To the surprise of almost nobody, the repayment restart has not gone smoothly for borrowers.
Predictably, hold times at Mohela, Nelnet, and other services have been long. Many borrowers are reporting waits of multiple hours.
The big disappointment has been the mistakes and bad guidance that some borrowers have received. The Department of Education makes it clear that borrowers shouldn’t have to pay for help to manage their student loans, but the companies tasked with helping borrowers haven’t done their job.
What went wrong?
Can it be fixed?
And who is to blame?
Mohela, Nelnet, Aidvantage, and Edfinancial All Deserve Some Blame
In the winter of 2020, the servicer trade organization warned that they would receive more calls in the first month of repayment than what they normally receive in a year.
Making matters worse, these companies all cut staff during the pandemic.
However, they had plenty of notice on the restart date. Even though the date had been a moving target, this time around, there was legislation spelling out when the restart would happen.
To help servicers, the Department of Education started charging interest an entire month before payments were due. This move should have spread out demand for assistance over the course of a couple of months.
Sadly, servicers were still not ready. Long hold times are a clear sign that staffing levels are too low. The processing mistakes and inaccurate guidance indicate that the staff wasn’t properly trained.
Congress Dropped the Ball
Our student loan system is frustratingly complicated at times. Between Perkins Loans, FFEL Loans, Parent PLUS Loans, Spousal Loans, and Direct Loans, we have a long list of loan types, each with different eligibility rules.
Further complicating things is the long list of repayment plans. Each new repayment plan has helped make things more affordable for borrowers, but each weighs down the system. More options mean more complications.
Congress could create one repayment plan and make all loans eligible. Congress could automate the entire process. Congress could offer debt relief. Instead, Congress hasn’t made any comprehensive reforms in years, and borrowers are stuck in this mess.
The Department of Education’s Big Mistake
Over the past few years, the Department of Education has made numerous efforts to help borrowers and correct past issues. For example, the Limited Waiver on PSLF was created to help borrowers who received inaccurate guidance about the Public Service Loan Forgiveness Program.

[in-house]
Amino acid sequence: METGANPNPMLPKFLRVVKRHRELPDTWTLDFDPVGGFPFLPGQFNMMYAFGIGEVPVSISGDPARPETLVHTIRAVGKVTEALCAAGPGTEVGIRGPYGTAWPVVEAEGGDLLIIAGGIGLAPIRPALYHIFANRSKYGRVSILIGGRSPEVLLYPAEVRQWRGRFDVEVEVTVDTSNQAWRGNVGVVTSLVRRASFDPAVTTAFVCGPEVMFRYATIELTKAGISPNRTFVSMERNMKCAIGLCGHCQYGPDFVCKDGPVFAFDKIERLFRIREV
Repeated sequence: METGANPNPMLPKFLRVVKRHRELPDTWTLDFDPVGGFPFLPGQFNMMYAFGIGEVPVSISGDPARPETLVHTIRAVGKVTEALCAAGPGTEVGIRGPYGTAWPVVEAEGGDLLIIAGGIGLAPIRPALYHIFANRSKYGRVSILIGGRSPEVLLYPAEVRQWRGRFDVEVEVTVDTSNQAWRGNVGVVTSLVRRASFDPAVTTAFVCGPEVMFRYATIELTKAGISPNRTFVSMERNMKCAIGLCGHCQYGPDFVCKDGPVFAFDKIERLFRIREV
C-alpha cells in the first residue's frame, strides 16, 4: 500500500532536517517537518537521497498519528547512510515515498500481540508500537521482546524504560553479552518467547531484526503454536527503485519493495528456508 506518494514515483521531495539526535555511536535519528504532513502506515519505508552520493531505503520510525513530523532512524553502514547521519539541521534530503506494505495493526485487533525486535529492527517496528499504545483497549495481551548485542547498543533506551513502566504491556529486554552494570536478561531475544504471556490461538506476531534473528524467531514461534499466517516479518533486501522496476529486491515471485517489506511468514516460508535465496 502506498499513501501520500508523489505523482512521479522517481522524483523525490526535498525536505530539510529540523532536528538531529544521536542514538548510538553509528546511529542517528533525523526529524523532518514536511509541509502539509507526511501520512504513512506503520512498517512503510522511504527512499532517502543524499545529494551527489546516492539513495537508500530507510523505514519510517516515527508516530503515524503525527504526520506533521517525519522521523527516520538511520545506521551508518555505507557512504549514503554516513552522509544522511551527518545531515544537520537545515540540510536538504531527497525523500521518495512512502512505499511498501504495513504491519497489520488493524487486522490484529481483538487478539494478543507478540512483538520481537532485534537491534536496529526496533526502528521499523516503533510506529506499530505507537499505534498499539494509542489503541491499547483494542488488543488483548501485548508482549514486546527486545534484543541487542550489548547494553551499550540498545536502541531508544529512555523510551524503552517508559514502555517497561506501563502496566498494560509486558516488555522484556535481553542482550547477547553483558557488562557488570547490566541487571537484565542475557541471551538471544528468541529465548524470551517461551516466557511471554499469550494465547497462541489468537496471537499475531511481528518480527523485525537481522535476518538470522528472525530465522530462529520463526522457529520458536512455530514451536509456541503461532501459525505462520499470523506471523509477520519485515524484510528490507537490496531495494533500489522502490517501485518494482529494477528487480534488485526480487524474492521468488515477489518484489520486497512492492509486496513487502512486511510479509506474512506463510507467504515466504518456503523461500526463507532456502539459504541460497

Unfortunately, the Department of Education repeatedly makes the same fundamental servicer error.
Contracts with loan servicers specify minimum standards of performance. There is almost no incentive for Mohela, Nelnet, or Aidvantage to innovate or improve things. The less money they spend meeting that minimum standard, the more profit they generate.
A Simple Fix to Servicing Nightmares
There should be more servicers to choose from, and borrowers should be able to pick their servicers.
Currently, borrowers are assigned to a servicer and have almost no control over who services their loans.
If borrowers could move to a different servicer, servicers would have an incentive to keep hold times low and to be helpful. Servicers would have to compete to keep borrowers on their books. Servicers would have an incentive to innovate and to provide excellent service.
This change wouldn’t be very expensive, but it could dramatically change the quality of service that borrowers receive.
Two Parties Who Don’t Deserve Any Blame: Borrowers and Customer Service Representatives
I’m intentionally putting borrowers and low-level servicer employees in the same bucket.
Both groups are victims of the same broken system.
From the borrower’s perspective, the hours-long hold times are a recipe for anger and frustration. By the time they talk to an actual human being, they get rushed and, at times, get inaccurate information. It becomes a challenge to keep your composure.
From the customer service representative’s perspective, things are likewise ugly. All day long, you are tasked with helping angry and frustrated borrowers. They ask questions you haven’t been trained to answer and blame you for things you have no control over. Worse yet, it never stops. There is one angry caller after another.
In many ways, we have been pitted against each other.
My advice to both groups is simple. Your anger and frustration are justified, but please direct it to the parties who actually deserve the blame.